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39 amendments to the finance bill is a telling statistic – Mint

Many of the changes would not be required if checks and balances and filters were in place as part of the decision-making processes in the government. (Photo: Mint)

39 amendments to the finance bill is a telling statistic

The annual budgetary exercise for FY23 came to completion with Parliament approving the Finance Bill 2022 last week after accepting as many as 39 amendments proposed by the government to the bill and rejecting through voice vote the ones proposed by the Opposition.

Legislation requiring a large number of amendments isn’t something out of the ordinary. It’s routine for governments to move changes soon after tabling legislation in Parliament. But that’s no reason to omit to ask what altered so drastically within 50 days that the government had to move so many amendments to a bill for a budget made supposedly with a horizon of 25 years?

As happens with most legislations, several of the amendments proposed are necessitated by inattentive drafting. Examples include that seek to replace in the bill ‘a resident’ with ‘any resident’, ‘194R’ with ‘194R(1)’, ‘(a)’ with ‘(i)’ and ‘(b)’ with ‘(ii)’.

Another type of amendment is for making the budget’s provisions more precise. Such as by introducing a definition of the word ‘pendency’ in a specific sub-section as, “For the purposes of this sub-section, the term “pendency” means the period commencing from the date of filing of application for such succession of business before the High Court or ….”

Similarly, there’s an amendment for clearing the ambiguity around the term “transfer” in a provision in the Finance Bill on the tax to be paid on virtual digital assets. The provision disallows the setting off of losses from transactions in virtual digital assets while computing taxable income. The amendment clarifies that the provision applies to virtual digital assets regardless of whether they are construed as capital assets or not.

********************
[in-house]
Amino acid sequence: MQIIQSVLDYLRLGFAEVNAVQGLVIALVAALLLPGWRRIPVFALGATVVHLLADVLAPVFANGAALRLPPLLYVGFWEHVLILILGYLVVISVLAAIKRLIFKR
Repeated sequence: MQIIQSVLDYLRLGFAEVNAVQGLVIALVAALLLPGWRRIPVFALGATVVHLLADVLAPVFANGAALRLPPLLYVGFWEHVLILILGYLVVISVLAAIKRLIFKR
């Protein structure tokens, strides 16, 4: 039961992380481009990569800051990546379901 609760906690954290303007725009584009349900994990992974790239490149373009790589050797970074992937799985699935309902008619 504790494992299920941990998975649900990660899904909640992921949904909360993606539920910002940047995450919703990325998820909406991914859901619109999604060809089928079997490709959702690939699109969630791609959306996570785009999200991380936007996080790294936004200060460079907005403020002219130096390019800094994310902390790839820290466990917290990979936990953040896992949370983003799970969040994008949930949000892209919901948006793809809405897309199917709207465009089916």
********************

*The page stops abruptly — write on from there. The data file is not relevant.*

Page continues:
Another class of amendments seeks to clarify the budget’s proposals in response to concerns raised by taxpayers affected by specific provisions. Such as on the disallowance of cess and surcharge as deductions. Through this provision, the government wants to correct what it regards as an anomaly arising from court rulings over the years that allowed taxpayers to claim cess payments as an expenditure. That reduced their tax outgo. The Finance Bill, as tabled on 1 February, seeks to make this correction with retrospective effect, which has businesses worked up because the proposal entailed a penalty of 50% of the amount of tax saved by claiming deduction of cess. And so, the government is proposing an amendment to give taxpayers an opportunity to seek non-levy of any penalty. For which they’ll have to pitch to the assessing officers, seeking re-computation of total income minus surcharge or cess as an expenditure.

While governments must amend proposals in response to stakeholder feedback to allay fears, confusion and concerns, and lesser ambiguity is welcome too, especially since it reduces litigation in the already clogged courts, that amendments become necessary within weeks of bills getting tabled in Parliament reflects poorly on the whole approach to policy-making. Many of the changes would not be required if checks and balances and filters were in place as part of the decision-making processes in the government.

Sloppy drafting, careless proofreading, failure to complete stakeholder consultations and feedback gathering ahead of introducing bills in Parliament point to low standards of professionalism, and high levels of tolerance in government for frequent changes and amendments, and low capacity for thinking through proposals carefully before finalizing decisions. At the extreme, this attitude results in policy flip-flops and uncertainty that investors loath. From demonetization to the Goods and Services Tax (GST), frequent changes that are often confusing, contradictory and distortionary, and increase inconvenience and transaction costs for citizens, is the norm, not the exception. And it will remain so unless the thinking through of consequences of decisions well ahead of policy action is coded into the decision-making process.

Prime Minister Narendra Modi and finance minister Nirmala Sitharaman have been nudging India Inc. to put the shock of the pandemic behind and start investing once again. One of the reasons businesses are yet to take the bait and make new investment bets is policy uncertainty, a significant risk.

In 2019, the Economic Survey had offered suggestions on ways in which government can improve its policy certainty. First, policy actions ought to be predictable. For which policymakers must provide forward guidance on policy stance and then that stance must reflect in the policy actions taken, and policy implementation is rid of ambiguity and arbitrariness. Investors’ confidence in policy predictability can be secured by making it mandatory to state upfront the time horizon over which a policy will not be changed. Second, the government must measure and report its economic policy uncertainty through a scientifically constituted index that should cover all aspects of taxation, trade, banking, fiscal and monetary policy. The third recommendation was to get certification for the quality of policy implementation by the implementing agencies, just private firms compete for quality certifications in support of their record of performance.

And if it finds doing all this is too difficult, the government can make a modest start by hiring competent proofreaders.

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